AT&T is nearing a deal to combine its content unit WarnerMedia with rival Discovery to create a media giant with an enterprise value of US$150bn (NZ$207bn), just a few years after acquiring the owner of CNN, HBO and Warner Bros, said people briefed about the matter.
The board of directors of AT&T were meeting on Sunday to approve the deal, said two people with direct knowledge of the matter. The agreed deal is expected to be announced in the coming days, those people said.
The combination would merge one of Hollywood's most valuable catalogues — spanning the Warner Bros film and television studios, the HBO network and a portfolio of cable channels including CNN — with Discovery, which has had success with a new streaming service aimed at unscripted cooking and home renovation shows.
After years of watching Netflix dominate the streaming landscape, the world's largest media and tech companies have sought to fight back with their own services. In the past year and a half, Disney, Apple, WarnerMedia, Comcast, Discovery and others have launched streaming platforms as they battle for a piece of the future of entertainment.
The structure of the deal remains unclear but AT&T, which has a market value of about $230bn, is expected to control most of the combined entity. Discovery has a market value of $24bn.
AT&T's decision to merge its content division with Discovery comes five years after it agreed to take over Time Warner for $85.4bn as the telecom company looked to transform itself into the world's largest vertically integrated content and distribution company.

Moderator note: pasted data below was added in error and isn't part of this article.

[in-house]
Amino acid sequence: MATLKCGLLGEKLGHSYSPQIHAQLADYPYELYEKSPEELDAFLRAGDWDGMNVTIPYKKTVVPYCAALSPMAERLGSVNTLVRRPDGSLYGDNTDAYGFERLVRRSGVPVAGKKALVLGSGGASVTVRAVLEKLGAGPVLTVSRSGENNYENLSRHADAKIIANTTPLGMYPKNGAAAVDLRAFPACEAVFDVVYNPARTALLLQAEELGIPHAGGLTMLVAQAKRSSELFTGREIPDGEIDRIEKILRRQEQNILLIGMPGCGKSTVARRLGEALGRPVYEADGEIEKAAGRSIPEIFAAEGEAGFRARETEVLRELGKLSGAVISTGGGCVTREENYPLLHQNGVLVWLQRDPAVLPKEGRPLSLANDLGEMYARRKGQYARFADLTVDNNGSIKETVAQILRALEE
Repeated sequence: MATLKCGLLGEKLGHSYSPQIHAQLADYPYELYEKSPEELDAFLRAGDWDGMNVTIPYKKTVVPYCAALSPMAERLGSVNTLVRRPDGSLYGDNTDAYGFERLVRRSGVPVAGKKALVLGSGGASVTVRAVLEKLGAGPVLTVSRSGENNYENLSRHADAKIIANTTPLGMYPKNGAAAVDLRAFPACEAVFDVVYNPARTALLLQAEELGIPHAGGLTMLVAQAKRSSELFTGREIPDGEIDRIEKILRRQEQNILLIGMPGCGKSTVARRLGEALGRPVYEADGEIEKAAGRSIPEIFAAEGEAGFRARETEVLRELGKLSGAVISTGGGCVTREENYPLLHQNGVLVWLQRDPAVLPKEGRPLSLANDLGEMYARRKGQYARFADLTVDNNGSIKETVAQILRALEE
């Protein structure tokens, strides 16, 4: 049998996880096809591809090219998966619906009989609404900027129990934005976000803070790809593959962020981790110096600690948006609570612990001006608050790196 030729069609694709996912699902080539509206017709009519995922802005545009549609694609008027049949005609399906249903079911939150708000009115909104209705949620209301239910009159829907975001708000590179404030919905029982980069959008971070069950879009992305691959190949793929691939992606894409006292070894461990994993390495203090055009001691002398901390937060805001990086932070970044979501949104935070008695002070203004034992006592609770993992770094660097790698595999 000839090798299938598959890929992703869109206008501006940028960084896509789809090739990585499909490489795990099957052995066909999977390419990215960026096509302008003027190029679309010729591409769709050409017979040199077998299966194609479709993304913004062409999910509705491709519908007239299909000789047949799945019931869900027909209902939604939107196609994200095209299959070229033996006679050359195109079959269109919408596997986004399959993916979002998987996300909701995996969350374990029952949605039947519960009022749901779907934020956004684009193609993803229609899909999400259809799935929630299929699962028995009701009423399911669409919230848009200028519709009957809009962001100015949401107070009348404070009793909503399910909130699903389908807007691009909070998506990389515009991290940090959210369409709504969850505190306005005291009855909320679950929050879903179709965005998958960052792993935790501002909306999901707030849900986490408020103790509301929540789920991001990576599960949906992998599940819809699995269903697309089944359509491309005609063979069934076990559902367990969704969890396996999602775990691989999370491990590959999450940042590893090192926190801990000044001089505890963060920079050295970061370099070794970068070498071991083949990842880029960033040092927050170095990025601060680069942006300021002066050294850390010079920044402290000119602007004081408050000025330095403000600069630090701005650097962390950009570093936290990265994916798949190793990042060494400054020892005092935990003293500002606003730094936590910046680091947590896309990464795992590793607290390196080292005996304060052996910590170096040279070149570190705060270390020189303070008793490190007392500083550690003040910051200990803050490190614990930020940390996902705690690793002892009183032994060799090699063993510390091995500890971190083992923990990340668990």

In 2019, AT&T chief executive John Stankey and Discovery chief David Zaslav discussed combining their programming into a single streaming service for about $8 a month (excluding HBO). But when Disney revealed it would offer up its massive trove of Star Wars, Pixar, Marvel and Disney classics for only $7 a month for Disney Plus, they scrapped the plan. Instead, Stankey combined HBO with the rest of WarnerMedia's programming to create one flagship streaming service, named HBO Max, which debuted in the US last year for $15 a month.
Discovery, the company behind HGTV, the Oprah Winfrey network and broadcaster Eurosport, in January launched a $5 a month streaming service, which Zaslav told the FT was "the most important new business" since he joined the company more than a decade ago.
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HBO Max and Discovery Plus have made some traction in the streaming race. Discovery in April said it had reached 15m subscribers across its streaming business, while HBO Max signed up nearly 3m subscribers in the first quarter, reaching 9.7m retail subscribers by the end of March.
However, both companies are vying against much larger rivals: Netflix has 208m subscribers globally, while Disney Plus has lured 104m subscribers in only a year and half since launching.
WarnerMedia plans to launch HBO Max in Latin America and parts of Europe later this year.
Bloomberg first reported news of the talks between AT&T and Discovery. AT&T and Discovery declined to comment.
- Financial Times